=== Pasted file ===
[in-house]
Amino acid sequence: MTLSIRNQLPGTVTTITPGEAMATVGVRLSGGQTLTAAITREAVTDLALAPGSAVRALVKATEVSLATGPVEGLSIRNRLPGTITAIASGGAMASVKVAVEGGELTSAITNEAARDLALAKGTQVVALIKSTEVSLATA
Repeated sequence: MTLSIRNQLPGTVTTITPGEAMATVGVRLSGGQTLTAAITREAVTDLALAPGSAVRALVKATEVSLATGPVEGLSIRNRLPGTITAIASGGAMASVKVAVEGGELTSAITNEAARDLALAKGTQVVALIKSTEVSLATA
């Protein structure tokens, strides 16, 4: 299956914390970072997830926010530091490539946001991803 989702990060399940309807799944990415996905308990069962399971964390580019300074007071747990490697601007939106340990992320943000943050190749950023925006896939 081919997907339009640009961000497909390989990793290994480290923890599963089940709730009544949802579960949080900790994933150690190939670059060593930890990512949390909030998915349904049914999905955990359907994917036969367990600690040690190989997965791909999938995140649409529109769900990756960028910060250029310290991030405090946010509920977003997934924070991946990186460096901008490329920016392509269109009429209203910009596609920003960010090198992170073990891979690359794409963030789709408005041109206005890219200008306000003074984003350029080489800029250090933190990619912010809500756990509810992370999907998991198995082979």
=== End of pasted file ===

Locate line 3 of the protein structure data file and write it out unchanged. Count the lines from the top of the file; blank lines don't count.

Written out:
Repeated sequence: MTLSIRNQLPGTVTTITPGEAMATVGVRLSGGQTLTAAITREAVTDLALAPGSAVRALVKATEVSLATGPVEGLSIRNRLPGTITAIASGGAMASVKVAVEGGELTSAITNEAARDLALAKGTQVVALIKSTEVSLATA